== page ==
Arise, then, women of this day!
Arise, all women who have breasts,
Whether our baptism be of water or of tears!
"We will not have great questions decided by irrelevant agencies,
Our husbands will not come to us, reeking with carnage, for caresses and applause.
Our sons shall not be taken from us to unlearn
All that we have been able to teach them of charity, mercy and patience.
We, the women of one country, will be too tender of those of another country
To allow our sons to be trained to injure theirs."
From the bosom of the devastated Earth a voice goes up with our own.
It says: "Disarm! Disarm! The sword of murder is not the balance of justice."
Blood does not wipe out dishonor, nor violence indicate possession.
As men have often forsaken the plough and the anvil at the summons of war,
Let women now leave all that may be left of home for a great and earnest day of counsel.
Let them meet first, as women, to bewail and commemorate the dead.
Let them solemnly take counsel with each other as to the means
Whereby the great human family can live in peace,
Each bearing after his own time the sacred impress, not of Caesar,
But of God.
In the name of womanhood and humanity, I earnestly ask
That a general congress of women without limit of nationality
May be appointed and held at someplace deemed most convenient
And at the earliest period consistent with its objects,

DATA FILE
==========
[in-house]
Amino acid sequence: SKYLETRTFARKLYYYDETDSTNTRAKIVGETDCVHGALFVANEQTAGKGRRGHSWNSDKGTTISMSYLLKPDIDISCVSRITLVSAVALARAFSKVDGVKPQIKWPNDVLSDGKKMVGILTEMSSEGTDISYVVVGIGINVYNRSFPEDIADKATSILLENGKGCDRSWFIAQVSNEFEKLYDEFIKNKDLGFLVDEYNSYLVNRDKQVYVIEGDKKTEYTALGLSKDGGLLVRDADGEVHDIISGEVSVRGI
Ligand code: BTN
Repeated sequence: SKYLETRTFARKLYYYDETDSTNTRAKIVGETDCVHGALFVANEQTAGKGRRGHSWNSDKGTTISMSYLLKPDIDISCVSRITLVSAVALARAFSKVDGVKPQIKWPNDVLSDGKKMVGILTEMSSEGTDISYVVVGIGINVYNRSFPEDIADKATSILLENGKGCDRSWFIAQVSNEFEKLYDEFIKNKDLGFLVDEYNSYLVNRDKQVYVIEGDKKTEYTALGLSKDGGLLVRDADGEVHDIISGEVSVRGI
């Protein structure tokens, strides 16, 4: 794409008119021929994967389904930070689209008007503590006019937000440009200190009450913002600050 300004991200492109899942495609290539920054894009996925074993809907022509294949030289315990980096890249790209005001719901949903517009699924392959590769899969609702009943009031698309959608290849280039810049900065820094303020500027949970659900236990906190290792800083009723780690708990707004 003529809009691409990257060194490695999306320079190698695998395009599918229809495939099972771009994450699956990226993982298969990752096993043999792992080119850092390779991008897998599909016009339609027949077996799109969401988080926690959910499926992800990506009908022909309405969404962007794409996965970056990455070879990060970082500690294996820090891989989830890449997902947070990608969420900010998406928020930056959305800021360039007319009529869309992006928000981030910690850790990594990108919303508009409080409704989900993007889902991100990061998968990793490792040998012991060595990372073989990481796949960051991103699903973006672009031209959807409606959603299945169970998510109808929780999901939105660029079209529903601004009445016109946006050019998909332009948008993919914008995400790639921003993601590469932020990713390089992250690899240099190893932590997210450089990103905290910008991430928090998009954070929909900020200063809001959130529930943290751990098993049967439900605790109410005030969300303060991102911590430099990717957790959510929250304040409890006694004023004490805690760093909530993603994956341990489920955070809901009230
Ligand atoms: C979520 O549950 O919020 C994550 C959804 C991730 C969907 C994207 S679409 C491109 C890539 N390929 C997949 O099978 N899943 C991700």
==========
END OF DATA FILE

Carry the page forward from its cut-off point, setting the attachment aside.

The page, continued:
To promote the alliance of the different nationalities,
The amicable settlement of international questions,
The great and general interests of peace.
Sunday, May 13, 2007
Mother's Day Proclamation
In 1870, the Unitarian Julia Ward Howe, most famous for having written the Battle Hymn of the Republic, wrote a call to the celebration of Mother's Day in the U.S. Howe saw the holiday, borrowed from England, as a way of opposing the carnage of war. The idea didn't take immediately, but due to the work of Ann Maria Reeves Jarvis and Anna Marie Jarvis, a Mother's Day was eventually proclaimed to honor the mothers of sons who had died in World War I. Howe's manifesto for Mother's Day can still be found in Unitarian Universalist hymn books (a remnant of a time when Unitarians actually wrote good hymns), and has begun to be more popular in recent years, as a way of opposing the frivolous commercialism that has attached itself to the day. Here it is: